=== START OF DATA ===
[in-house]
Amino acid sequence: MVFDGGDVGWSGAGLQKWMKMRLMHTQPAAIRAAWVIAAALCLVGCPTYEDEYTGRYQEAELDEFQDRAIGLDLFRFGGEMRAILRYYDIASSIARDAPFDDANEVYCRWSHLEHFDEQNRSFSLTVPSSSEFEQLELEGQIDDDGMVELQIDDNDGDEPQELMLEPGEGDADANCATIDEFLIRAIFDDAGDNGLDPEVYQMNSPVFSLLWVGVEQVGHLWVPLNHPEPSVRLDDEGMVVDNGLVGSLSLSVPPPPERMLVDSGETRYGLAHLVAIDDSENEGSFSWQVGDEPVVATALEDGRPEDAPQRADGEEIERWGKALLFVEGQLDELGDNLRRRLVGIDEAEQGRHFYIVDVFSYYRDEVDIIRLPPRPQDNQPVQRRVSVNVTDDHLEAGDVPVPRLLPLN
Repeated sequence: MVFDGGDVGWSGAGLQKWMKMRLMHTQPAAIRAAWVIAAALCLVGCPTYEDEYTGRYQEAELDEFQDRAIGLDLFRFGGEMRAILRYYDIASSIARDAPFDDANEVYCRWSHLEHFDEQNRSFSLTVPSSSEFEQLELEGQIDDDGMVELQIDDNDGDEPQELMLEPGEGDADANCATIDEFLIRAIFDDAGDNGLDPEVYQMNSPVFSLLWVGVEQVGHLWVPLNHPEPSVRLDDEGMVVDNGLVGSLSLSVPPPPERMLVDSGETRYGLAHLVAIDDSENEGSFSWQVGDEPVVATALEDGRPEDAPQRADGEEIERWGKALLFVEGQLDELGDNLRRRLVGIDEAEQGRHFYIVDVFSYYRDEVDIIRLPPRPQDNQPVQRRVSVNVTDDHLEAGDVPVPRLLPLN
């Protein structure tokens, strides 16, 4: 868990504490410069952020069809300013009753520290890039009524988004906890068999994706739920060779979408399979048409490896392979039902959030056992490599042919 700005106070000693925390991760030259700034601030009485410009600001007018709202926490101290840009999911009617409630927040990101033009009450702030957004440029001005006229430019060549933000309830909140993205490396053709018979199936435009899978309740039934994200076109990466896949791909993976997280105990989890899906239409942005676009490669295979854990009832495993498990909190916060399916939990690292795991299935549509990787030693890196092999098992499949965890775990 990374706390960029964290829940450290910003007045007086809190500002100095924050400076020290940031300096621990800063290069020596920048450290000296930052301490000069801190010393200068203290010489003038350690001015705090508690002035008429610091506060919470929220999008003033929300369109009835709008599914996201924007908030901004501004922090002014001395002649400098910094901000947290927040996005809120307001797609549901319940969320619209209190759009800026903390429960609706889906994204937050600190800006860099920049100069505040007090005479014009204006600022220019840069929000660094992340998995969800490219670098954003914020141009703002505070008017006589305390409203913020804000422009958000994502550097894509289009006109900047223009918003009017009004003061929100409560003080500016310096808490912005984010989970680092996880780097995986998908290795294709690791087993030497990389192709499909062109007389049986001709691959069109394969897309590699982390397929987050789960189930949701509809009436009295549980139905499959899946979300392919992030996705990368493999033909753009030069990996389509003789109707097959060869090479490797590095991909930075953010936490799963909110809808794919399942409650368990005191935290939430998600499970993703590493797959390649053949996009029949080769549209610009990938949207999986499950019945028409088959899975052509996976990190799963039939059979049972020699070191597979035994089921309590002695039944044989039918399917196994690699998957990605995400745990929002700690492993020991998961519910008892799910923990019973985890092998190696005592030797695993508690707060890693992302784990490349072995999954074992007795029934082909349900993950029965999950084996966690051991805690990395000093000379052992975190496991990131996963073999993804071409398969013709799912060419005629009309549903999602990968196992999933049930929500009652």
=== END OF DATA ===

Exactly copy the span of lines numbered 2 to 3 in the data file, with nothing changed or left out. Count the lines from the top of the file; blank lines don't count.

Amino acid sequence: MVFDGGDVGWSGAGLQKWMKMRLMHTQPAAIRAAWVIAAALCLVGCPTYEDEYTGRYQEAELDEFQDRAIGLDLFRFGGEMRAILRYYDIASSIARDAPFDDANEVYCRWSHLEHFDEQNRSFSLTVPSSSEFEQLELEGQIDDDGMVELQIDDNDGDEPQELMLEPGEGDADANCATIDEFLIRAIFDDAGDNGLDPEVYQMNSPVFSLLWVGVEQVGHLWVPLNHPEPSVRLDDEGMVVDNGLVGSLSLSVPPPPERMLVDSGETRYGLAHLVAIDDSENEGSFSWQVGDEPVVATALEDGRPEDAPQRADGEEIERWGKALLFVEGQLDELGDNLRRRLVGIDEAEQGRHFYIVDVFSYYRDEVDIIRLPPRPQDNQPVQRRVSVNVTDDHLEAGDVPVPRLLPLN
Repeated sequence: MVFDGGDVGWSGAGLQKWMKMRLMHTQPAAIRAAWVIAAALCLVGCPTYEDEYTGRYQEAELDEFQDRAIGLDLFRFGGEMRAILRYYDIASSIARDAPFDDANEVYCRWSHLEHFDEQNRSFSLTVPSSSEFEQLELEGQIDDDGMVELQIDDNDGDEPQELMLEPGEGDADANCATIDEFLIRAIFDDAGDNGLDPEVYQMNSPVFSLLWVGVEQVGHLWVPLNHPEPSVRLDDEGMVVDNGLVGSLSLSVPPPPERMLVDSGETRYGLAHLVAIDDSENEGSFSWQVGDEPVVATALEDGRPEDAPQRADGEEIERWGKALLFVEGQLDELGDNLRRRLVGIDEAEQGRHFYIVDVFSYYRDEVDIIRLPPRPQDNQPVQRRVSVNVTDDHLEAGDVPVPRLLPLN